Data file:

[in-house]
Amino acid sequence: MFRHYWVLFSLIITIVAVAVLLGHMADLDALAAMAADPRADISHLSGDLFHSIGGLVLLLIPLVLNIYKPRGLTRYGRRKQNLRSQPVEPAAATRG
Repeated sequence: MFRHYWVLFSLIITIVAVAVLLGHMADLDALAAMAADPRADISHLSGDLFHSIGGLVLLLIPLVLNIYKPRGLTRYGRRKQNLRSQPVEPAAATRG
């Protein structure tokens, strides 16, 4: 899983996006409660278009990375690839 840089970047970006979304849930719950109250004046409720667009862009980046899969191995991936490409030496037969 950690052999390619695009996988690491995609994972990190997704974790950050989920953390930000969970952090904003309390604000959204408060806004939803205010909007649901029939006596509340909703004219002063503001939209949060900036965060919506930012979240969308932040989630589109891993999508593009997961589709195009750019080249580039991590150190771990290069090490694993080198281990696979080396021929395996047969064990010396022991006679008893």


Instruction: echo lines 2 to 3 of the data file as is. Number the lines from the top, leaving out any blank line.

Amino acid sequence: MFRHYWVLFSLIITIVAVAVLLGHMADLDALAAMAADPRADISHLSGDLFHSIGGLVLLLIPLVLNIYKPRGLTRYGRRKQNLRSQPVEPAAATRG
Repeated sequence: MFRHYWVLFSLIITIVAVAVLLGHMADLDALAAMAADPRADISHLSGDLFHSIGGLVLLLIPLVLNIYKPRGLTRYGRRKQNLRSQPVEPAAATRG